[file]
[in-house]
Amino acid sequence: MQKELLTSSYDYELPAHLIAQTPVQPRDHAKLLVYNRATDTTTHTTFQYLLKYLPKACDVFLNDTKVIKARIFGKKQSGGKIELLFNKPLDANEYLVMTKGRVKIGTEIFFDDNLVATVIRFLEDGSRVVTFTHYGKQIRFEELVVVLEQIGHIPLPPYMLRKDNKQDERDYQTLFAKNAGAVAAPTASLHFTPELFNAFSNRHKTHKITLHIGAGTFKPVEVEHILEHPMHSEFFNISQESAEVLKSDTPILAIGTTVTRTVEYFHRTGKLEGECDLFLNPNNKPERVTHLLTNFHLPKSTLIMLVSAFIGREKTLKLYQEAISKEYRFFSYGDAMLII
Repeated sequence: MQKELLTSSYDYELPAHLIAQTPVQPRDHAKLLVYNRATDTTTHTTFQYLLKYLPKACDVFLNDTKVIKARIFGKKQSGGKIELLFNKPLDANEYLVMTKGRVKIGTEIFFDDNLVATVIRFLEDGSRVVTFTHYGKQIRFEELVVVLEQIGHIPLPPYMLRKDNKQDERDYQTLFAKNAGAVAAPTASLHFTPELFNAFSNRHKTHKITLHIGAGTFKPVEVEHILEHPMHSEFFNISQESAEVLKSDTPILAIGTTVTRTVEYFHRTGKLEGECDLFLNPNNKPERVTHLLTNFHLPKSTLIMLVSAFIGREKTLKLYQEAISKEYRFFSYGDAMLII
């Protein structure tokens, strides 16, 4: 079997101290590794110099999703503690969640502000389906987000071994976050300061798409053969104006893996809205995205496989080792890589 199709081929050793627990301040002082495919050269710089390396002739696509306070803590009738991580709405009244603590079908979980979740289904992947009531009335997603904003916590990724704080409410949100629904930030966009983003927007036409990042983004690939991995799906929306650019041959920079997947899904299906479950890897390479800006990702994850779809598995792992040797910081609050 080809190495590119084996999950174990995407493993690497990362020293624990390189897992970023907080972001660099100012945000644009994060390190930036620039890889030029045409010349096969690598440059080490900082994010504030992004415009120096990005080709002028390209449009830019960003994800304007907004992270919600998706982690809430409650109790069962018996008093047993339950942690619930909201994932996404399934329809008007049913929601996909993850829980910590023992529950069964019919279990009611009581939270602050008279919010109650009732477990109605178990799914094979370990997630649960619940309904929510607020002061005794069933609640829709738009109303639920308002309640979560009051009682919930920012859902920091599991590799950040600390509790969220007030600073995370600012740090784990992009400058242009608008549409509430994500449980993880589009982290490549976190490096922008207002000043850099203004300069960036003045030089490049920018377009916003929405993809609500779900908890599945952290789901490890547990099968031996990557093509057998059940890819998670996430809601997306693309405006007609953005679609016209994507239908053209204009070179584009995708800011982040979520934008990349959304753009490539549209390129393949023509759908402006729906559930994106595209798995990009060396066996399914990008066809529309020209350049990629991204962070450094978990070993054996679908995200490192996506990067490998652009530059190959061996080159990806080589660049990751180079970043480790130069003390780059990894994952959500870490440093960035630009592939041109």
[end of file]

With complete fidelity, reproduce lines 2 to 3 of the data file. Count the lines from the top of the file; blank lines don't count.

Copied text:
Amino acid sequence: MQKELLTSSYDYELPAHLIAQTPVQPRDHAKLLVYNRATDTTTHTTFQYLLKYLPKACDVFLNDTKVIKARIFGKKQSGGKIELLFNKPLDANEYLVMTKGRVKIGTEIFFDDNLVATVIRFLEDGSRVVTFTHYGKQIRFEELVVVLEQIGHIPLPPYMLRKDNKQDERDYQTLFAKNAGAVAAPTASLHFTPELFNAFSNRHKTHKITLHIGAGTFKPVEVEHILEHPMHSEFFNISQESAEVLKSDTPILAIGTTVTRTVEYFHRTGKLEGECDLFLNPNNKPERVTHLLTNFHLPKSTLIMLVSAFIGREKTLKLYQEAISKEYRFFSYGDAMLII
Repeated sequence: MQKELLTSSYDYELPAHLIAQTPVQPRDHAKLLVYNRATDTTTHTTFQYLLKYLPKACDVFLNDTKVIKARIFGKKQSGGKIELLFNKPLDANEYLVMTKGRVKIGTEIFFDDNLVATVIRFLEDGSRVVTFTHYGKQIRFEELVVVLEQIGHIPLPPYMLRKDNKQDERDYQTLFAKNAGAVAAPTASLHFTPELFNAFSNRHKTHKITLHIGAGTFKPVEVEHILEHPMHSEFFNISQESAEVLKSDTPILAIGTTVTRTVEYFHRTGKLEGECDLFLNPNNKPERVTHLLTNFHLPKSTLIMLVSAFIGREKTLKLYQEAISKEYRFFSYGDAMLII